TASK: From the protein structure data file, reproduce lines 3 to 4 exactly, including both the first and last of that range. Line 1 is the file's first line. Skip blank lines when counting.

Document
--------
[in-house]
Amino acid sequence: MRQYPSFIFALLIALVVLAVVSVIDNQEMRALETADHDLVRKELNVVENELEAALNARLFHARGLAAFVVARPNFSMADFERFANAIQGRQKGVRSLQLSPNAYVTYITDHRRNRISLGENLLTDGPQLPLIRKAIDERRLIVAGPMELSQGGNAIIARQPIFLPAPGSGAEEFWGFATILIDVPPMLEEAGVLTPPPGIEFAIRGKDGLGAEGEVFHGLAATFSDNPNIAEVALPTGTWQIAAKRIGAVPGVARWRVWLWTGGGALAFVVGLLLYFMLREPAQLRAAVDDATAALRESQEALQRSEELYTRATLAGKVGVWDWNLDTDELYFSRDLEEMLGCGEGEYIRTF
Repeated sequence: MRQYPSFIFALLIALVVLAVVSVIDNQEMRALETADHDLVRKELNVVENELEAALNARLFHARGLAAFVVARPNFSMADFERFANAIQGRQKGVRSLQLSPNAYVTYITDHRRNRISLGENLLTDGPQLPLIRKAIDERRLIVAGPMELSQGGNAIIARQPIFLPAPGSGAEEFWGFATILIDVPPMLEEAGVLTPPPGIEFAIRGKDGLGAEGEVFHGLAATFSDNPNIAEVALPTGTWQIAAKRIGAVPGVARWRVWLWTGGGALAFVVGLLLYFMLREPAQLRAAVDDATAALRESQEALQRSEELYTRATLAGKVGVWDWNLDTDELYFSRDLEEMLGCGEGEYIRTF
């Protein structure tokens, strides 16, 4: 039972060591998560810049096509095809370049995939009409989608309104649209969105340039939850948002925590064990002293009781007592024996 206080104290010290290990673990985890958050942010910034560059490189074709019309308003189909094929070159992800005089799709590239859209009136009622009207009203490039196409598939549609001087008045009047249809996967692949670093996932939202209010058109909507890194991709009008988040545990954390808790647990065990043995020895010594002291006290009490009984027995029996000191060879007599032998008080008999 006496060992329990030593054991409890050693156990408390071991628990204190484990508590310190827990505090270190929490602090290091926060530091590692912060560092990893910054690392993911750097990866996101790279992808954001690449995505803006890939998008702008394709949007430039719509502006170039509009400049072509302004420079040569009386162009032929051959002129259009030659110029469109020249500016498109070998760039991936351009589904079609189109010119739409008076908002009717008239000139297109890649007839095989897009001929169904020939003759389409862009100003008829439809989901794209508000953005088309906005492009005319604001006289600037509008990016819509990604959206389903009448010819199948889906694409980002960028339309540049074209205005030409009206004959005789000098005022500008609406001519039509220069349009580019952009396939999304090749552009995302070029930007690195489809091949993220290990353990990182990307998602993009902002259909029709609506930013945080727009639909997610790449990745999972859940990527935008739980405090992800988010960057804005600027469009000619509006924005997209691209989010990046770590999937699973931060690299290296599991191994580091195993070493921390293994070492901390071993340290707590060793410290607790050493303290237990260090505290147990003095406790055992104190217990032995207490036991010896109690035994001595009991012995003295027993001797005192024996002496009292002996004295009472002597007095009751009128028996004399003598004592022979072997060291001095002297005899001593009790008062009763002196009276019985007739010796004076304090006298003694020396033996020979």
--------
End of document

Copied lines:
Repeated sequence: MRQYPSFIFALLIALVVLAVVSVIDNQEMRALETADHDLVRKELNVVENELEAALNARLFHARGLAAFVVARPNFSMADFERFANAIQGRQKGVRSLQLSPNAYVTYITDHRRNRISLGENLLTDGPQLPLIRKAIDERRLIVAGPMELSQGGNAIIARQPIFLPAPGSGAEEFWGFATILIDVPPMLEEAGVLTPPPGIEFAIRGKDGLGAEGEVFHGLAATFSDNPNIAEVALPTGTWQIAAKRIGAVPGVARWRVWLWTGGGALAFVVGLLLYFMLREPAQLRAAVDDATAALRESQEALQRSEELYTRATLAGKVGVWDWNLDTDELYFSRDLEEMLGCGEGEYIRTF
């Protein structure tokens, strides 16, 4: 039972060591998560810049096509095809370049995939009409989608309104649209969105340039939850948002925590064990002293009781007592024996 206080104290010290290990673990985890958050942010910034560059490189074709019309308003189909094929070159992800005089799709590239859209009136009622009207009203490039196409598939549609001087008045009047249809996967692949670093996932939202209010058109909507890194991709009008988040545990954390808790647990065990043995020895010594002291006290009490009984027995029996000191060879007599032998008080008999 006496060992329990030593054991409890050693156990408390071991628990204190484990508590310190827990505090270190929490602090290091926060530091590692912060560092990893910054690392993911750097990866996101790279992808954001690449995505803006890939998008702008394709949007430039719509502006170039509009400049072509302004420079040569009386162009032929051959002129259009030659110029469109020249500016498109070998760039991936351009589904079609189109010119739409008076908002009717008239000139297109890649007839095989897009001929169904020939003759389409862009100003008829439809989901794209508000953005088309906005492009005319604001006289600037509008990016819509990604959206389903009448010819199948889906694409980002960028339309540049074209205005030409009206004959005789000098005022500008609406001519039509220069349009580019952009396939999304090749552009995302070029930007690195489809091949993220290990353990990182990307998602993009902002259909029709609506930013945080727009639909997610790449990745999972859940990527935008739980405090992800988010960057804005600027469009000619509006924005997209691209989010990046770590999937699973931060690299290296599991191994580091195993070493921390293994070492901390071993340290707590060793410290607790050493303290237990260090505290147990003095406790055992104190217990032995207490036991010896109690035994001595009991012995003295027993001797005192024996002496009292002996004295009472002597007095009751009128028996004399003598004592022979072997060291001095002297005899001593009790008062009763002196009276019985007739010796004076304090006298003694020396033996020979």